Skovgaard, Kerstin1; Cirera, Susanna4; Vasby, Ditte5; Podolska, Agnieszka4; Breum, Solvej Østergaard6; Dürrwald, Ralf5; Schlegel, Michael7; Heegaard, Peter M. H.1
1 National Veterinary Institute, Technical University of Denmark2 Section for Immunology and Vaccinology, National Veterinary Institute, Technical University of Denmark3 Section for Virology, National Veterinary Institute, Technical University of Denmark4 University of Copenhagen5 Technical University of Denmark6 National Food Institute, Technical University of Denmark7 IDT-Biologika GmbH
This study aimed at providing a better understanding of the involvement of innate immune factors, including miRNA, in the local host response to influenza virus infection. Twenty pigs were challenged by influenza A virus subtype H1N2. Expression of microRNA (miRNA), mRNA and proteins were quantified in lung tissue at different time points after challenge (24 h, 72 h and 14 d post-infection (p.i.). Several groups of genes were significantly regulated according to time point and infection status including pattern recognition receptors (TLR2, TLR3, TLR7, retinoic acid-inducible gene I, melanoma differentiation associated protein-5), IFN and IFN-induced genes (IFN-β, IFN-γ, IRF7, STAT1, ISG15 and OASL), cytokines (IL-1 β, IL-1RN, IL-6, IL-7, IL-10, IL-12A, TNF-α, CCL2, CCL3 and CXCL10) and several acute phase proteins. Likewise, the following miRNAs were differentially expressed in one or more time groups compared with the control pigs: miR-15a, miR-21, miR-146, miR-206, miR-223 and miR-451. At d 1 p.i. lung tissue protein levels of IL-6, IL-12 and IFN-α were significantly increased compared with the control group, and haptoglobin and C-reactive protein were significantly increased at d 3 p.i. Our results suggest that, in addition to a wide range of innate immune factors, miRNAs may also be involved in controlling acute influenza infection in pigs.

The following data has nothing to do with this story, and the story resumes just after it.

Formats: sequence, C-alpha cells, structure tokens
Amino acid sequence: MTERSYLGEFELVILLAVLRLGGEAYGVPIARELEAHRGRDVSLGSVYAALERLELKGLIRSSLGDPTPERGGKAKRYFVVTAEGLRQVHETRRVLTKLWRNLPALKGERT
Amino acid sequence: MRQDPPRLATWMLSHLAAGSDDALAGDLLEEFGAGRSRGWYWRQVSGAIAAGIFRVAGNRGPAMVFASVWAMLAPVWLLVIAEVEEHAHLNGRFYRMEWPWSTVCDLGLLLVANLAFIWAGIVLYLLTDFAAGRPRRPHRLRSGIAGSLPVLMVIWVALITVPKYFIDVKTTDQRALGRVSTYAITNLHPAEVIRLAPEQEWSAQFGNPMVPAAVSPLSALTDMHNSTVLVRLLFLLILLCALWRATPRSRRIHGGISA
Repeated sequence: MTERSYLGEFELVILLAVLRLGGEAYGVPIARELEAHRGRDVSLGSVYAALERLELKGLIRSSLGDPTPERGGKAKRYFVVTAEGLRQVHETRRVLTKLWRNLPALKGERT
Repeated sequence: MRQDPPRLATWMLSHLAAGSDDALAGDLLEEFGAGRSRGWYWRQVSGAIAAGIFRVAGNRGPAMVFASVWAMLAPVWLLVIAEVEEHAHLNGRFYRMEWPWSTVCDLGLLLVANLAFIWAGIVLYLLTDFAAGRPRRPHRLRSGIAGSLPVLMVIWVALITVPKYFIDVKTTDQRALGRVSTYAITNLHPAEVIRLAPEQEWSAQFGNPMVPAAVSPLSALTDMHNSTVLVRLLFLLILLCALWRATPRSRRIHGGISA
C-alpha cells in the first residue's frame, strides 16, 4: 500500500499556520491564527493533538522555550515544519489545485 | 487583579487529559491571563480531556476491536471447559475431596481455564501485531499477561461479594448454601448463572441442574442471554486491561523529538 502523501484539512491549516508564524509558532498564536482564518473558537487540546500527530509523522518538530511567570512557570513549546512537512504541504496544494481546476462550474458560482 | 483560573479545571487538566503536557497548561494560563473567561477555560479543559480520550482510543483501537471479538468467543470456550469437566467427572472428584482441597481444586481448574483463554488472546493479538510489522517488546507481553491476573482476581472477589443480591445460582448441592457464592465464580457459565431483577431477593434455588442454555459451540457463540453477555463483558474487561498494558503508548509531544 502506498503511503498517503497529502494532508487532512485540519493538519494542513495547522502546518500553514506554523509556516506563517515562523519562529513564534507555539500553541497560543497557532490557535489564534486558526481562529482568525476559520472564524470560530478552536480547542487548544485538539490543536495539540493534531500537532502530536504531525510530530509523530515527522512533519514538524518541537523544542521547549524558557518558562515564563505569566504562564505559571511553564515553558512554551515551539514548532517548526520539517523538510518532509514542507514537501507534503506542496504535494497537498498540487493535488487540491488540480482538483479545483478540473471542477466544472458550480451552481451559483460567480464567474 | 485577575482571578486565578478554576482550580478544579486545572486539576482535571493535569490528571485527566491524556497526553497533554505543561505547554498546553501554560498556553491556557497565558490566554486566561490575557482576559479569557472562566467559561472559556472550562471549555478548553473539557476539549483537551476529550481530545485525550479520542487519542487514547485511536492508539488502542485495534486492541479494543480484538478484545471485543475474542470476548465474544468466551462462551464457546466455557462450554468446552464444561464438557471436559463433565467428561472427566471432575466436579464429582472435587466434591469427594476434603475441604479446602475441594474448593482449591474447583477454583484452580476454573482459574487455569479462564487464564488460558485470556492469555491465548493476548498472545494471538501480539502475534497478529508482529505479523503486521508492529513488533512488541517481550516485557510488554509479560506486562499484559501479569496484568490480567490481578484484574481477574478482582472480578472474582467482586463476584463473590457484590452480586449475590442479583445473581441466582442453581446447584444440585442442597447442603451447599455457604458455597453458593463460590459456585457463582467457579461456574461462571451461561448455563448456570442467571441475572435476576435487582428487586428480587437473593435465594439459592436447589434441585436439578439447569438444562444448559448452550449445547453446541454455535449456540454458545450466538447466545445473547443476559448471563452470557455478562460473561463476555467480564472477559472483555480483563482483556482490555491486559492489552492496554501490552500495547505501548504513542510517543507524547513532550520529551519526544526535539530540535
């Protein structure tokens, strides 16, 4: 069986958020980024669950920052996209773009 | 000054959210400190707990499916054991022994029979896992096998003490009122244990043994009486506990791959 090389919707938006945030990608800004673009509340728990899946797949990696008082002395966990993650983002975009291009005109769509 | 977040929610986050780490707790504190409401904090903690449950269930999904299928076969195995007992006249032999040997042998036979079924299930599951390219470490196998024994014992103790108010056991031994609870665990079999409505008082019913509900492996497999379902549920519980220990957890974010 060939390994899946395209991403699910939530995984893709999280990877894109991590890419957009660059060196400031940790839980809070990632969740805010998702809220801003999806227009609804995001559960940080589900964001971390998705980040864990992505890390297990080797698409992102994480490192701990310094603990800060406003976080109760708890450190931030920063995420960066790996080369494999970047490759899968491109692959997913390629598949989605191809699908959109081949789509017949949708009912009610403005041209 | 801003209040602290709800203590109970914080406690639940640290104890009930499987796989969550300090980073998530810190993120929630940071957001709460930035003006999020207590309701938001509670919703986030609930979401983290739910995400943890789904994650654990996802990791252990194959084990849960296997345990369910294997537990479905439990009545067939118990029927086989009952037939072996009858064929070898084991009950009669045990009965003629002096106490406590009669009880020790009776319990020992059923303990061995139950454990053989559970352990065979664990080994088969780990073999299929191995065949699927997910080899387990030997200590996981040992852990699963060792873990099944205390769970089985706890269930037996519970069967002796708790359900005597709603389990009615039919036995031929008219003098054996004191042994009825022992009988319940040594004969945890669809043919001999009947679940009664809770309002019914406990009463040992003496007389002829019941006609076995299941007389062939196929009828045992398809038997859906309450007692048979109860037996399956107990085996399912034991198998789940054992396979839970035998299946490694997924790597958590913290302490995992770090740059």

Innate Immunity, 2013, Vol 19, Issue 5, p. 531-544